• 8. ANALYTICS 3.0│FAST BUSINESS IMPACT FOR THE DATA ECONOMY 1.0 Traditional Analytics Fast Business Impact for the Data Economy Big Data2.0 3.0 Copyright© 2013 IIA All Rights Reserved iianalytics.com | 8  “Analytics 3.0” is an appropriate name for this next evolution of the analytics environment, since it follows upon two earlier generations of analytics use within organizations.  Analytics 3.0 represents a new set of opportunities presented by the data economy, and a new set of management approaches at the intersection of traditional analytics and big data. - Introduction -
  • 9. Copyright© 2013 IIA All Rights Reserved Analytics 1.0—Traditional Analytics Analytics are not a new idea. To be sure, there has been a recent explosion of interest in the topic, but for the first half-century of activity, the way analytics were pursued in most organizations didn’t change much. This Analytics 1.0 period predominated for half a century from the mid-1950s (when UPS initiated the first corporate analytics group in the U.S.) to the mid-2000s, when online firms began innovating with data. Of course, firms in traditional offline industries continued with Analytics 1.0 approaches for a longer period, and many organizations still employ them today. Analytics 1.0 Characteristics 1.0 Traditional Analytics • Data sources relatively small and structured, from internal systems; • Majority of analytical activity was descriptive analytics, or reporting; • Creating analytical models was a time-consuming “batch” process; • Quantitative analysts were in “back rooms” segregated from business people and decisions; • Few organizations “competed on analytics”—analytics were marginal to strategy; • Decisions were made based on experience and intuition. iianalytics.com | 9- Analytics 1.0 -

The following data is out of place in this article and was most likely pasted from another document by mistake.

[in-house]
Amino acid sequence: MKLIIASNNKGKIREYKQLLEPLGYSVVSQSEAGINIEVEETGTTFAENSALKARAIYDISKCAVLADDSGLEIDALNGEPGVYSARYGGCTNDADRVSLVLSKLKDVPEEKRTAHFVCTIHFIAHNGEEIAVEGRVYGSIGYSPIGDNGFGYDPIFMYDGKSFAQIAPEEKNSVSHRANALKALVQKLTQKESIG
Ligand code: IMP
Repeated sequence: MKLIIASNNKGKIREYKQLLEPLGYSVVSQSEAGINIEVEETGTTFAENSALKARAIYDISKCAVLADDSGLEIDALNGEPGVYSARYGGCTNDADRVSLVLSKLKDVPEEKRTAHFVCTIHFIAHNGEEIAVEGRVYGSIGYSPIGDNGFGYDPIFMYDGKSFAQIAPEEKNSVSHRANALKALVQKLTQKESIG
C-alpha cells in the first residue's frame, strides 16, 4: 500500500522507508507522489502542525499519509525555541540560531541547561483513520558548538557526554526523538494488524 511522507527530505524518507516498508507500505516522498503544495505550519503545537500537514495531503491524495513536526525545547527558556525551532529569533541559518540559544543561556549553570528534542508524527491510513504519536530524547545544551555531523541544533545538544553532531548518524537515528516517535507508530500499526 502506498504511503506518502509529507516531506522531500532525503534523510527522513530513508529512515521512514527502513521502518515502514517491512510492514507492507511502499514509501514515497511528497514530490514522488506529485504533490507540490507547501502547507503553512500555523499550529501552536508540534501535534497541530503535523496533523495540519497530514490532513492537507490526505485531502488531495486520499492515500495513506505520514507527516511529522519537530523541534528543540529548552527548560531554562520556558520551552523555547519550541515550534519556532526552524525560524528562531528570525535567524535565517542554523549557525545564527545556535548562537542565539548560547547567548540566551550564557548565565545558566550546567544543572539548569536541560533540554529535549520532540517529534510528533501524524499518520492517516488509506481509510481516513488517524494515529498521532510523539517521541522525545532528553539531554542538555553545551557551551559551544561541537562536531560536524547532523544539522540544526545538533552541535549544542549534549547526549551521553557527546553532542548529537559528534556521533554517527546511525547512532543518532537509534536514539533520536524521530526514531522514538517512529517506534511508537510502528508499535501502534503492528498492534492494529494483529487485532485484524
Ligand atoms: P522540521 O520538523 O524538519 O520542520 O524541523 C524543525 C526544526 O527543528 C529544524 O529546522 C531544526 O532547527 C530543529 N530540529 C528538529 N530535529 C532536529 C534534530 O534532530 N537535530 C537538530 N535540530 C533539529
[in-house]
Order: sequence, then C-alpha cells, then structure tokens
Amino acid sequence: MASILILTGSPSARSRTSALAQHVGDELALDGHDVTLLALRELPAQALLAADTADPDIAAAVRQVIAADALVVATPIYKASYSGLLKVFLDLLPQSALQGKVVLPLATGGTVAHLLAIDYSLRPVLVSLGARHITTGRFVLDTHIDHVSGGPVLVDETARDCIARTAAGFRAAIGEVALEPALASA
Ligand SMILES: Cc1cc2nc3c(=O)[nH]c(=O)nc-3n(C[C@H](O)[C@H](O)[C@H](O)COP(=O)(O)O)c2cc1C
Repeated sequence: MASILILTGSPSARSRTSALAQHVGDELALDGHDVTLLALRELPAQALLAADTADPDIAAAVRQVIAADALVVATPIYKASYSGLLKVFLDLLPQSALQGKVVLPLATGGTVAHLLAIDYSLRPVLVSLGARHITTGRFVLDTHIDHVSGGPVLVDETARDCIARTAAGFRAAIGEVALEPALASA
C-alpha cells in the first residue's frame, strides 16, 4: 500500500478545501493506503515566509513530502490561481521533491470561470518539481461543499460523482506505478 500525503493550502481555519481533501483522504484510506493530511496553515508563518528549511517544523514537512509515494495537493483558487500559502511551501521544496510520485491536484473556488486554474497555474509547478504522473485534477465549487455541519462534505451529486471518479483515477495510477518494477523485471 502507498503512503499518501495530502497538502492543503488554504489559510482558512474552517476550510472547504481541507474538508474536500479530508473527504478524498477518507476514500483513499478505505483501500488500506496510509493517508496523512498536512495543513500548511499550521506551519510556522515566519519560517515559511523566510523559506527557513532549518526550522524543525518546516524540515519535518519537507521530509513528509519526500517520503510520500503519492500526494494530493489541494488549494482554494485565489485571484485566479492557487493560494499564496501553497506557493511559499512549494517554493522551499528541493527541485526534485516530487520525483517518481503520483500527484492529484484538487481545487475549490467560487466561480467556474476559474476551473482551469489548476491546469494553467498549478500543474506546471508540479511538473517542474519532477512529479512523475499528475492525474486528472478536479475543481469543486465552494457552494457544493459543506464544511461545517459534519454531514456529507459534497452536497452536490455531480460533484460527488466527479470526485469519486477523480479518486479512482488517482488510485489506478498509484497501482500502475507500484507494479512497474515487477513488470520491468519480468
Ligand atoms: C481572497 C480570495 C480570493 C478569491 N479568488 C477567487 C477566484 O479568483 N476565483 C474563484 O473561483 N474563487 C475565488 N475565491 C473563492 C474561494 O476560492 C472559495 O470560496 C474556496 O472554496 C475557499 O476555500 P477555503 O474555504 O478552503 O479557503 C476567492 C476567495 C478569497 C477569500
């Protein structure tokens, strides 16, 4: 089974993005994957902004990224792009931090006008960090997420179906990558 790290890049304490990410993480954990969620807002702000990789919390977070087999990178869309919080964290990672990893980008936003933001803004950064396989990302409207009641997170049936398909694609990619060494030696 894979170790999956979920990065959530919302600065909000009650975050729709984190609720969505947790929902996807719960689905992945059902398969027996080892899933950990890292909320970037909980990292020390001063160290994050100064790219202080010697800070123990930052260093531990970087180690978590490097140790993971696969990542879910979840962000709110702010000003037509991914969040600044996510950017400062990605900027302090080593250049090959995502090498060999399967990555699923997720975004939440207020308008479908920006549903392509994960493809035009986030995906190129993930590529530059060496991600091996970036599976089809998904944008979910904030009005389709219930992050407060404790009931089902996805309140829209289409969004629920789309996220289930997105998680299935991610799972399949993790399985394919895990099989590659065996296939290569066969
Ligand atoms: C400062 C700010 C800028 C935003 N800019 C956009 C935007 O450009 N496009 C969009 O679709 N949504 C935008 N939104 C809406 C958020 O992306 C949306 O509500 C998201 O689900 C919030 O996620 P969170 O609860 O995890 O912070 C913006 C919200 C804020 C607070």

• 10. Analytics 1.0 Data Environment This was the era of the enterprise data warehouse and the data mart. More than 90% of the analysis activity involved descriptive analytics, or some form of reporting. Copyright© 2013 IIA All Rights Reserved From a technology perspective, this was the era of the enterprise data warehouse and the data mart. Data was small enough in volume to be segregated in separate locations for analysis. This approach was successful, and many enterprise data warehouses became uncomfortably large because of the number of data sets contained in them. However, preparing an individual data set for inclusion in a warehouse was difficult, requiring a complex ETL (extract, transform, and load) process. For data analysis, most organizations used proprietary BI and analytics “packages” that had a number of functions from which to select. iianalytics.com | 10 Copyright 2013, SAS Best Practices - Analytics 1.0 -